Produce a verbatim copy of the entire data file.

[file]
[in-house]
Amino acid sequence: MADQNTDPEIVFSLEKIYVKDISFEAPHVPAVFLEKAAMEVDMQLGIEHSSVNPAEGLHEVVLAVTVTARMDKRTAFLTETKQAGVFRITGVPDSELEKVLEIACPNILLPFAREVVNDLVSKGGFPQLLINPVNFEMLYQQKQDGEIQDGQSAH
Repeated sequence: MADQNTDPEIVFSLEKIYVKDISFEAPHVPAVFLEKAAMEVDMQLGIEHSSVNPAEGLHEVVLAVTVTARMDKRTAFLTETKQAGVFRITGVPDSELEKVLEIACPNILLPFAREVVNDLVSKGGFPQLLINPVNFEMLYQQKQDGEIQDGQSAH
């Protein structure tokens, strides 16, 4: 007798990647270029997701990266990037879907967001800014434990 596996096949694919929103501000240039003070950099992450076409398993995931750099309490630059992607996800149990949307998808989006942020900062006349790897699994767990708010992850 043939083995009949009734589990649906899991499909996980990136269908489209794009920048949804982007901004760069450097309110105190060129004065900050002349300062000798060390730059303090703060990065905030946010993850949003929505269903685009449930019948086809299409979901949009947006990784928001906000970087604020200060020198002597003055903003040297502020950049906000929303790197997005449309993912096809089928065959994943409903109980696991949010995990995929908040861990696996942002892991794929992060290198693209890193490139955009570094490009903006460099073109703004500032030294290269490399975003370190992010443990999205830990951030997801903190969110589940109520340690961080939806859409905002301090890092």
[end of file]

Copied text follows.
[in-house]
Amino acid sequence: MADQNTDPEIVFSLEKIYVKDISFEAPHVPAVFLEKAAMEVDMQLGIEHSSVNPAEGLHEVVLAVTVTARMDKRTAFLTETKQAGVFRITGVPDSELEKVLEIACPNILLPFAREVVNDLVSKGGFPQLLINPVNFEMLYQQKQDGEIQDGQSAH
Repeated sequence: MADQNTDPEIVFSLEKIYVKDISFEAPHVPAVFLEKAAMEVDMQLGIEHSSVNPAEGLHEVVLAVTVTARMDKRTAFLTETKQAGVFRITGVPDSELEKVLEIACPNILLPFAREVVNDLVSKGGFPQLLINPVNFEMLYQQKQDGEIQDGQSAH
């Protein structure tokens, strides 16, 4: 007798990647270029997701990266990037879907967001800014434990 596996096949694919929103501000240039003070950099992450076409398993995931750099309490630059992607996800149990949307998808989006942020900062006349790897699994767990708010992850 043939083995009949009734589990649906899991499909996980990136269908489209794009920048949804982007901004760069450097309110105190060129004065900050002349300062000798060390730059303090703060990065905030946010993850949003929505269903685009449930019948086809299409979901949009947006990784928001906000970087604020200060020198002597003055903003040297502020950049906000929303790197997005449309993912096809089928065959994943409903109980696991949010995990995929908040861990696996942002892991794929992060290198693209890193490139955009570094490009903006460099073109703004500032030294290269490399975003370190992010443990999205830990951030997801903190969110589940109520340690961080939806859409905002301090890092």